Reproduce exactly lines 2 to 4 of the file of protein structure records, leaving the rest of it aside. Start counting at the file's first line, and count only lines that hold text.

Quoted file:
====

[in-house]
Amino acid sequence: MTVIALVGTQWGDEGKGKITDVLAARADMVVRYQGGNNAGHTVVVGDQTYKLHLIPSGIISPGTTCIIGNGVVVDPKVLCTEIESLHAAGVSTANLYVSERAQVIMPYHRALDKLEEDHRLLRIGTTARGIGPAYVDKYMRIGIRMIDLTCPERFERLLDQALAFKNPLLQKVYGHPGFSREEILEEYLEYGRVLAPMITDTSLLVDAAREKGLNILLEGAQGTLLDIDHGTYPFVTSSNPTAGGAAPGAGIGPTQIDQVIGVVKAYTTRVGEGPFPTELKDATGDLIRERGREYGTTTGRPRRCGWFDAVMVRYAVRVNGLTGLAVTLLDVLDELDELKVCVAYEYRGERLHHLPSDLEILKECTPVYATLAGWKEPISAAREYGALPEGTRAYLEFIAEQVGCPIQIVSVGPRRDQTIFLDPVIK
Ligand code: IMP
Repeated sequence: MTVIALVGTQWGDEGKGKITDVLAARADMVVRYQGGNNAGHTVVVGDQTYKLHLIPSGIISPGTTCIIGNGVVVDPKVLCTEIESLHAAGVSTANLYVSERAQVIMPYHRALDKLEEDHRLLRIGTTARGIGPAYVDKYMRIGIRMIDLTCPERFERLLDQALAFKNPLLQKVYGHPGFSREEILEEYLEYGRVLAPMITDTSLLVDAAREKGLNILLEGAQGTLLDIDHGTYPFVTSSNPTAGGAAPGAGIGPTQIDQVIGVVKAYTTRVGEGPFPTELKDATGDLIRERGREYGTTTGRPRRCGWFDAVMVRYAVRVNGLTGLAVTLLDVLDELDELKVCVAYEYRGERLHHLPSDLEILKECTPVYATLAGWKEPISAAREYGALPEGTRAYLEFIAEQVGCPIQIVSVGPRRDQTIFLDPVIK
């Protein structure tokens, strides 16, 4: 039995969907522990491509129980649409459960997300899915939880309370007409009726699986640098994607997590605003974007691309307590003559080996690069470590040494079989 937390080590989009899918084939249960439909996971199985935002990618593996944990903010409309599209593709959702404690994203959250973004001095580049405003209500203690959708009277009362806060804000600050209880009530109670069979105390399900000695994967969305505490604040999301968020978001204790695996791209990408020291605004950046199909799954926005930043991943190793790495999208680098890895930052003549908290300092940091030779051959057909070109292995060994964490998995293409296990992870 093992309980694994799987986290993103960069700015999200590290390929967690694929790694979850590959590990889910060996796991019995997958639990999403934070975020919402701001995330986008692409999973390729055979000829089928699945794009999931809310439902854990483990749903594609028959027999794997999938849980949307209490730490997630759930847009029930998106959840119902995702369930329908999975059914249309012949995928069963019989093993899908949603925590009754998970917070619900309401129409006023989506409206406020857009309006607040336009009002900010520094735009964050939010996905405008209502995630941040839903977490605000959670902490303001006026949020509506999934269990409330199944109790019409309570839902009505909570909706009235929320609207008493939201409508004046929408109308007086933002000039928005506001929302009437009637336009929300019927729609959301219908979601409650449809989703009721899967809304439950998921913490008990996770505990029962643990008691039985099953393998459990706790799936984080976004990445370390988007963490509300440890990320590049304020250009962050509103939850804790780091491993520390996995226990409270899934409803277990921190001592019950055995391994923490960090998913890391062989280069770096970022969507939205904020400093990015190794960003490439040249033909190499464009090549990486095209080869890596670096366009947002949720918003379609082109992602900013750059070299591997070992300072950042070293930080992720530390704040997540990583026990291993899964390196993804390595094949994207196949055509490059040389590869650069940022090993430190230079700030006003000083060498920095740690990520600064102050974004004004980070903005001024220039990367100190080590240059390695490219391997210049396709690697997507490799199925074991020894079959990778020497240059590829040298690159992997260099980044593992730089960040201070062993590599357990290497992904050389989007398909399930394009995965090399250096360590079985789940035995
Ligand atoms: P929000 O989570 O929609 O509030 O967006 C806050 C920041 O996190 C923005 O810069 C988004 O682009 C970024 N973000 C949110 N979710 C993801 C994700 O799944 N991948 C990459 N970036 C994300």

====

Amino acid sequence: MTVIALVGTQWGDEGKGKITDVLAARADMVVRYQGGNNAGHTVVVGDQTYKLHLIPSGIISPGTTCIIGNGVVVDPKVLCTEIESLHAAGVSTANLYVSERAQVIMPYHRALDKLEEDHRLLRIGTTARGIGPAYVDKYMRIGIRMIDLTCPERFERLLDQALAFKNPLLQKVYGHPGFSREEILEEYLEYGRVLAPMITDTSLLVDAAREKGLNILLEGAQGTLLDIDHGTYPFVTSSNPTAGGAAPGAGIGPTQIDQVIGVVKAYTTRVGEGPFPTELKDATGDLIRERGREYGTTTGRPRRCGWFDAVMVRYAVRVNGLTGLAVTLLDVLDELDELKVCVAYEYRGERLHHLPSDLEILKECTPVYATLAGWKEPISAAREYGALPEGTRAYLEFIAEQVGCPIQIVSVGPRRDQTIFLDPVIK
Ligand code: IMP
Repeated sequence: MTVIALVGTQWGDEGKGKITDVLAARADMVVRYQGGNNAGHTVVVGDQTYKLHLIPSGIISPGTTCIIGNGVVVDPKVLCTEIESLHAAGVSTANLYVSERAQVIMPYHRALDKLEEDHRLLRIGTTARGIGPAYVDKYMRIGIRMIDLTCPERFERLLDQALAFKNPLLQKVYGHPGFSREEILEEYLEYGRVLAPMITDTSLLVDAAREKGLNILLEGAQGTLLDIDHGTYPFVTSSNPTAGGAAPGAGIGPTQIDQVIGVVKAYTTRVGEGPFPTELKDATGDLIRERGREYGTTTGRPRRCGWFDAVMVRYAVRVNGLTGLAVTLLDVLDELDELKVCVAYEYRGERLHHLPSDLEILKECTPVYATLAGWKEPISAAREYGALPEGTRAYLEFIAEQVGCPIQIVSVGPRRDQTIFLDPVIK